He’s figuring things out as he goes. “Every job you get into, you bring 50% of the skills you need, and you learn the other 50% if you’re lucky enough,” he says. But to make it to 100% and to survive SoftBank’s transition, Arora will have to win over investors with the same thing that won him the trust of Google founders Larry Page and Sergey Brin: irrefutable, home-run results.
Masayoshi Son punctuates confident declarations with a wide, mischievous smile at SoftBank’s November 2015 analyst day in Tokyo. It’s been 16 months since Son flummoxed the tech world by hiring Arora away from Google and six months since he promoted Arora to be his president, COO, and successor. A reporter asks if Arora is still the strongest candidate for the CEO job. Yes, Son says: He’s relieved, because finding a successor has been the biggest pain in his neck.
Son looks over at Arora, sitting on stage next to SoftBank’s board members and top executives. Arora is the only one wearing an earpiece to translate the event from Japanese into English; his expression is stern. Son tells the room that since Arora joined SoftBank, his feelings about the company have totally changed. Before Arora, Son later tells Fortune, he didn’t have anyone to help him think strategically about the company. “Since he joined, I can have a high-level discussion for every angle around the future.”
With almost $80 billion in revenue in 2014, SoftBank is a complicated company with global reach. Arora proved he had the chops to run such an operation during an impressive decade-long stint at Google. At first his colleagues weren’t sure he was “Googley” enough for a collaborative, engineer-heavy startup whose motto was “Don’t be evil.” Here was a slick marketing executive who’d been voted Most Likely to End Up on Wall Street by his business-school classmates. (He went on to work at Putnam Investments and Fidelity Investments, but only after numerous rejections and a stint teaching chartered financial analyst classes to Wall Streeters.)
He came in as vice president of Google’s European operations in 2004, with big plans to expand that division from $800 million in revenue to $4 billion in five years. Meeting that target would mean demanding accountability from Google Europe’s relaxed, collegial salespeople. They had been riding a rocket ship of growth but had no idea how much revenue they could expect to make each month, week, or day. Arora insisted on predictable, measurable results from his team, which he says “traumatized” them at first. He also talked co-founder Page into relaxing his famously centralized hiring protocol so Arora could staff up more quickly. Eric Schmidt, then Google’s CEO, says Arora’s moves signaled the start of a “federating” of Google as it transitioned from a U.S.-centric search engine into a global powerhouse. Google Europe hit $8 billion in revenue in five years, doubling Arora’s initial projection and increasing its share of Google’s overall revenue from 25% to nearly 50%.
Arora also created analytics tools that spat out daily reports on the health of the European business, something the rest of the company eventually adopted. The tools helped Arora spot the 2008 financial crisis early, alerting the mother ship that something was amiss and enabling Google to adjust spending ahead of a slow quarter. That was invaluable, Schmidt says: “After that I decided anything Nikesh wanted to do, I wanted to do as well.”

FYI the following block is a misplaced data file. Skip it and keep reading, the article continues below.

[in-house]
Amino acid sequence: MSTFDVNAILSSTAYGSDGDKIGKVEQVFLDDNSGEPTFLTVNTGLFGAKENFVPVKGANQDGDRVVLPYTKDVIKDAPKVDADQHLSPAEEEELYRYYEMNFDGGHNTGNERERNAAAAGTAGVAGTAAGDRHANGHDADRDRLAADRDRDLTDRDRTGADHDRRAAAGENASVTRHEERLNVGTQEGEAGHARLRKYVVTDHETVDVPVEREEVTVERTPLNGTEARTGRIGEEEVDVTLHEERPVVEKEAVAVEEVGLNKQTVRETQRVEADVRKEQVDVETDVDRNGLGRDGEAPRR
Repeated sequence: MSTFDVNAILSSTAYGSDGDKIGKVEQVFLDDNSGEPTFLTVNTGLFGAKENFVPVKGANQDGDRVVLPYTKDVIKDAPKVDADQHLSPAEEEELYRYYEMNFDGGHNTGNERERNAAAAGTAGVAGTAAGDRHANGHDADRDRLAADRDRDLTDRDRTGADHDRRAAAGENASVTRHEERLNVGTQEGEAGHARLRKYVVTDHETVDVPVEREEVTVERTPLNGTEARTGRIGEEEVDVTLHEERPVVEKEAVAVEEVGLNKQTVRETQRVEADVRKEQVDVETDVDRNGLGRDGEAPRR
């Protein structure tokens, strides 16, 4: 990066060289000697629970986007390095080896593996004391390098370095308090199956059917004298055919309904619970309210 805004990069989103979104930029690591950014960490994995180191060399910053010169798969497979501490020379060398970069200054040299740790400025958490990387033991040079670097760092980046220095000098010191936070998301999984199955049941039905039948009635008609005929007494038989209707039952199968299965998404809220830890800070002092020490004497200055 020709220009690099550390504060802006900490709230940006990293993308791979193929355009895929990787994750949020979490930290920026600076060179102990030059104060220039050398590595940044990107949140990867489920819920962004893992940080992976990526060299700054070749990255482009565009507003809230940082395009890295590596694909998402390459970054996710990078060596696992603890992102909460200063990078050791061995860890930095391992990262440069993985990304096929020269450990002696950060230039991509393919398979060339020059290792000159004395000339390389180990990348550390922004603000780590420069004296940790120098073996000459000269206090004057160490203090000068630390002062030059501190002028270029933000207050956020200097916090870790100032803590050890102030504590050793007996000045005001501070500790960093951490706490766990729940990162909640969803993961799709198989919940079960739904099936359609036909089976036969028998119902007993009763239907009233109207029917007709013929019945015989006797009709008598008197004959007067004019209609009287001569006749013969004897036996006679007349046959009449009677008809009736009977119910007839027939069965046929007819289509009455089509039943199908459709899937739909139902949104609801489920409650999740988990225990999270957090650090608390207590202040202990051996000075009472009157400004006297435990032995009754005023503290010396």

Among the things Nikesh wanted, and got: He advocated killing Google’s practice of giving commissions to agencies that worked with advertisers, a hardball move that prompted Martin Sorrell, the powerful head of advertising agency WPP, to label Google a “frenemy.” (Arora says, “I will not pay you to bring me my existing customers,” adding, “We never looked back.”) He staged a Las Vegas retreat for 15,000 salespeople—uncharacteristically flashy for Google—where he donned an Elvis costume for his speech. He warned employees that he would personally bail out anyone who got arrested; nobody liked the idea of a jailhouse visit from Arora, so none was required. Arora hadn’t become Googley, colleagues say, but Google had become more like him.
In 2010, Arora relocated to Mountain View, Calif., to become chief business officer, responsible for Google’s entire $29 billion in revenue. His pay package, higher than that of the founders, became as legendary as his temperament. Employees and outsiders regarded him with a mixture of awe and fear, describing him as ruthless, brash, and sharp. (Arora admits he may have been “insensitive” and “less patient” back then.) When I ask Andy Rubin, founder of mobile operating system Android, whether Arora was intimidating, he quips, “You mean the guy that’s in charge of all the money coming into the company? You have to kinda listen to what he says.”
Minutes into our first meeting, Arora tells me how my story will go. “You’ll learn a lot of stuff, you’ll decide to write some of it and decide not to write some of it,” he says. “I have some enemies, as you will discover. I don’t suffer fools. In fact, I’ll be surprised if you don’t find any.” Enemies were found, but those who talked with Fortune all insisted I include the fact that Arora worked to win their respect. Take Michael Kassan, a prominent media consultant who worked on an antitrust campaign against Google in 2009. “When you’re really good at something, you earn the right to be a bit of a peacock,” Kassan says of Arora. “He could be a peacock.” Still, he adds, “Nikesh and I started out as adversaries, and we became friends.”